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Tribe deprived of rights

DEVILS LAKE, N.D. – Tribal citizens are no stranger to having their rights trampled on. Now, members of the Spirit Lake Reservation say their right to vote is also being taken away – to the alarm of some state and federal policymakers.

The Benson County Board of Commissioners, which oversees the county that includes reservation lands, decided this election season to close three polling places in the tribe’s three-precinct vicinity.

Commissioners rationalized their decision, saying there is a high cost to operating the polling places, including training and paying staff.

In response, tribal leaders offered to provide funds to recruit and train workers, and said the county could use facilities that would be rent-free.

The commission refused the tribe’s offer, saying that costs would still be too high, and that mailed ballots would be cheaper.

Many tribal members would therefore have to travel longer distances to cast a vote in person, as only one polling location would be available in the county. Almost half of the total votes cast in the county in the 2008 presidential election were cast by Native American citizens.

In early October, the tribe filed suit against the board’s decision.

Benson County State Attorney Jim Wang said in a local radio interview that the lawsuit would have to be resolved within three weeks. At the time of his interview, Election Day was three weeks away.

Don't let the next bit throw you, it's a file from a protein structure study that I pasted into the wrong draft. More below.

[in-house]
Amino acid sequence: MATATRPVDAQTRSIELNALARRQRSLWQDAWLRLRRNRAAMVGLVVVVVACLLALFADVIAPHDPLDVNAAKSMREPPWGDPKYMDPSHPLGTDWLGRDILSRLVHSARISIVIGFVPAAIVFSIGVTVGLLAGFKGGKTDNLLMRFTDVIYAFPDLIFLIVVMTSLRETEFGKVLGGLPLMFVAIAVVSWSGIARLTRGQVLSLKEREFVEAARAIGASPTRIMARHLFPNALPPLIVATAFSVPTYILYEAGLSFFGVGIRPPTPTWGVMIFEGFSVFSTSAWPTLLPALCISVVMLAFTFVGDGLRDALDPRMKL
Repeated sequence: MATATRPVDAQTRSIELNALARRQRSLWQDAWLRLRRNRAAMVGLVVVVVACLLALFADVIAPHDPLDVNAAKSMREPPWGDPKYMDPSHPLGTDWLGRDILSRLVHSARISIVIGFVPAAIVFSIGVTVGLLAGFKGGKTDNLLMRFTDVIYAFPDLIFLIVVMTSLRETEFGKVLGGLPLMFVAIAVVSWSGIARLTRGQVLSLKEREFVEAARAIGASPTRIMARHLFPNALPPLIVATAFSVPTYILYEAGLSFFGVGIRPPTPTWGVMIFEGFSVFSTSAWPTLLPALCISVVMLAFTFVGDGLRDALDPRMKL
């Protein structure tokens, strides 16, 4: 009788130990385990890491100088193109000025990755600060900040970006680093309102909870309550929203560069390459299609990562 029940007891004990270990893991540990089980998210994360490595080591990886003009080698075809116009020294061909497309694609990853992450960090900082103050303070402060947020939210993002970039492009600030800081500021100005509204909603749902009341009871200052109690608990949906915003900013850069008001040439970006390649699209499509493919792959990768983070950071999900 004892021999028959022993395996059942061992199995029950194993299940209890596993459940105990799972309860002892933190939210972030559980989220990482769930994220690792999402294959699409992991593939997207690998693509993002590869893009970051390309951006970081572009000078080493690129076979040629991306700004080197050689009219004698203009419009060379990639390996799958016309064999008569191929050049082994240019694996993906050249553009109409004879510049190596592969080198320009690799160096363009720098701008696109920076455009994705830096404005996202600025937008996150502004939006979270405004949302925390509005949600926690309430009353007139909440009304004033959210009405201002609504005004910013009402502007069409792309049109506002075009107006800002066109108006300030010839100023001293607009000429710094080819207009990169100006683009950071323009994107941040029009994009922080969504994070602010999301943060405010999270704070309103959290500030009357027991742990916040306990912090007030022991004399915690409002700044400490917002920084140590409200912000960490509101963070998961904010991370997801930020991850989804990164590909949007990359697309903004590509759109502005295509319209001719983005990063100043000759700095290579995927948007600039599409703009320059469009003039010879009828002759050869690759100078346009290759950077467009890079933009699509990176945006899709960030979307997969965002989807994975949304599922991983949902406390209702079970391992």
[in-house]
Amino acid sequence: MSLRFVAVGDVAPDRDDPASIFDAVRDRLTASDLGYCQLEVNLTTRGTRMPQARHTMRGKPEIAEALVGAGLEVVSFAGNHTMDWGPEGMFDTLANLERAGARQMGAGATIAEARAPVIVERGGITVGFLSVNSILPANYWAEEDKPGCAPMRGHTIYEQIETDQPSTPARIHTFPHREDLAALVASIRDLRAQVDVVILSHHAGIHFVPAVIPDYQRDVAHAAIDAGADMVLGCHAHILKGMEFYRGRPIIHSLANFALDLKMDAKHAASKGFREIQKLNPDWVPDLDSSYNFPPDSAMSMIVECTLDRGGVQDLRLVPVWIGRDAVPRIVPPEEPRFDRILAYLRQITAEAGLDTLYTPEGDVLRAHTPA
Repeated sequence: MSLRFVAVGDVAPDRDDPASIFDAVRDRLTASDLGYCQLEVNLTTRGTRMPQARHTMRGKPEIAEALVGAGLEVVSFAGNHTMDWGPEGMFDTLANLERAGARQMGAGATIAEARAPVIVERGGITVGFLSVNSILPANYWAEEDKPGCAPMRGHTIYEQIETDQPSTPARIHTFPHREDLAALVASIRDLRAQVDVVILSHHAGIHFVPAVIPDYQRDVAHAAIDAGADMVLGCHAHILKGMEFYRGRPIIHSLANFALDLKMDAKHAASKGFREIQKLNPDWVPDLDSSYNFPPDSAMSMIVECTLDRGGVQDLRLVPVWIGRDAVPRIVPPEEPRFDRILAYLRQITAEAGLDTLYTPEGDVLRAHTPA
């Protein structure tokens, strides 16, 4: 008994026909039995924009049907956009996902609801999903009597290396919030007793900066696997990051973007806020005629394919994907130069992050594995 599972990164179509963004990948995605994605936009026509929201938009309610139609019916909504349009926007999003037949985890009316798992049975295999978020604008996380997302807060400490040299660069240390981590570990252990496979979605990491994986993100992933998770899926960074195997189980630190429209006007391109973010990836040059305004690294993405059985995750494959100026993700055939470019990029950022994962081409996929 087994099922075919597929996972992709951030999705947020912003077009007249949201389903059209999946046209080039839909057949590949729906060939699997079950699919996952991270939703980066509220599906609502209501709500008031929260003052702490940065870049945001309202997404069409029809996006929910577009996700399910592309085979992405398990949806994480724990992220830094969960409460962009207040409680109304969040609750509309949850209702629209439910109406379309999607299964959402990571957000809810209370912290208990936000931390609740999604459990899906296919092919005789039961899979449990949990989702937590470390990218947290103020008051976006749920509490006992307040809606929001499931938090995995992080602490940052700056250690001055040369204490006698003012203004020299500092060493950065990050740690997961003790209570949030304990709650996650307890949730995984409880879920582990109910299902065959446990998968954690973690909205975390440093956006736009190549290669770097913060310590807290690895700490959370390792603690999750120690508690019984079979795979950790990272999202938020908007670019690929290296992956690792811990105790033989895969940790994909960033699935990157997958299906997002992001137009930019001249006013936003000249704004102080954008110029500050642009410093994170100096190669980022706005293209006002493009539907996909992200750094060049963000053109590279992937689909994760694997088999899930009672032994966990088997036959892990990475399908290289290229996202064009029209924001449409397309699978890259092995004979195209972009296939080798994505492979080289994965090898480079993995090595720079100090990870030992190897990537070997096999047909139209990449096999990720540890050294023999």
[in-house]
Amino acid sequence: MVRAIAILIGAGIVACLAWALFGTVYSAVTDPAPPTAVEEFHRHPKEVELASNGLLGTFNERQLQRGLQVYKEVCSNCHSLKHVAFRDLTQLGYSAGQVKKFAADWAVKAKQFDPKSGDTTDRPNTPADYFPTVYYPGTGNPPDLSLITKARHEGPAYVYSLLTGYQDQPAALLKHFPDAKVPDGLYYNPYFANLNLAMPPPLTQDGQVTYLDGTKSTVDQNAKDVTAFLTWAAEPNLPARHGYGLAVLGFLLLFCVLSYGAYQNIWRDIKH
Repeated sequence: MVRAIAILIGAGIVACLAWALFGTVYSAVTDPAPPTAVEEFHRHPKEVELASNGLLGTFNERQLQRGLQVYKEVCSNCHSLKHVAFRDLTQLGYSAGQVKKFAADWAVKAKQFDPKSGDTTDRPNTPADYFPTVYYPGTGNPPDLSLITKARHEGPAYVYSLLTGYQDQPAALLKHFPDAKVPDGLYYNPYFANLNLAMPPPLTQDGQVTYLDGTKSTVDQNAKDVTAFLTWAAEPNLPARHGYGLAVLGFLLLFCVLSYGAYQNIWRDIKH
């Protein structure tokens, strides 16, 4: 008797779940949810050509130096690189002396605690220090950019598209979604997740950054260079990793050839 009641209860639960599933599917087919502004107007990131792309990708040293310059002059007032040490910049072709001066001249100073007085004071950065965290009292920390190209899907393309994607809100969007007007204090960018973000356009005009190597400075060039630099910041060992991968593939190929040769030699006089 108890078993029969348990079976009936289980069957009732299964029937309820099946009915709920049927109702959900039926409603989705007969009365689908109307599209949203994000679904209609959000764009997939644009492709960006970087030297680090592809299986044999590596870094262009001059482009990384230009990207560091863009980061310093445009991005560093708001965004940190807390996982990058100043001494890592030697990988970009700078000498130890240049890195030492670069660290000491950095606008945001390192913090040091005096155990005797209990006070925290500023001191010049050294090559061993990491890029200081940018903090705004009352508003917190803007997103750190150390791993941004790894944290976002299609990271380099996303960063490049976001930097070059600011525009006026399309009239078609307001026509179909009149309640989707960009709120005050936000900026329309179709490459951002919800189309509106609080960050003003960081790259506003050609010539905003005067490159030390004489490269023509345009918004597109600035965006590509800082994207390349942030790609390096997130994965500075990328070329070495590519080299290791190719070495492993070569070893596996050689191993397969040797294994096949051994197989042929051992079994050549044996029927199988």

“Whether this is intentional discrimination or not, the bottom line is that closing polling locations located within the Spirit Lake Nation will disenfranchise American Indian voters on the reservation, and this injustice cannot stand,” said Myra Pearson, Spirit Lake Nation chairperson.

Tribal officials have noted that the county has previously tried to hamper Indian voter participation, pointing to statistics from the 2000 election.

Sen. Byron Dorgan, D-N.D., had asked that the county keep the polls open, and he now feels disenfranchisement is possible.

As a result of his concern, Dorgan has asked U.S. Attorney Tim Purdon to review the decision. His office noted that all other Indian reservations in North Dakota will have polling locations during Election Day.

“I think this decision by Benson County officials will disenfranchise American Indians,” Dorgan said in a statement. “I want the U.S. attorney to review with the Justice Department the decision and determine whether there are actions that can be taken to compel the county to have a polling place on the reservation where people can cast their votes.

“In addition, there are other areas of the state where people will find fewer opportunities to cast their votes with fewer polling places. I believe the state should reverse course on these election law changes and find ways to make it easier to vote rather than harder to vote.”

Some state officials are also concerned, with the chairman of the North Dakota Democratic-NPL Party urging the Benson County Commission to open an Election Day polling place in Fort Totten, N.D., to make voting easier for residents of the Spirit Lake Reservation.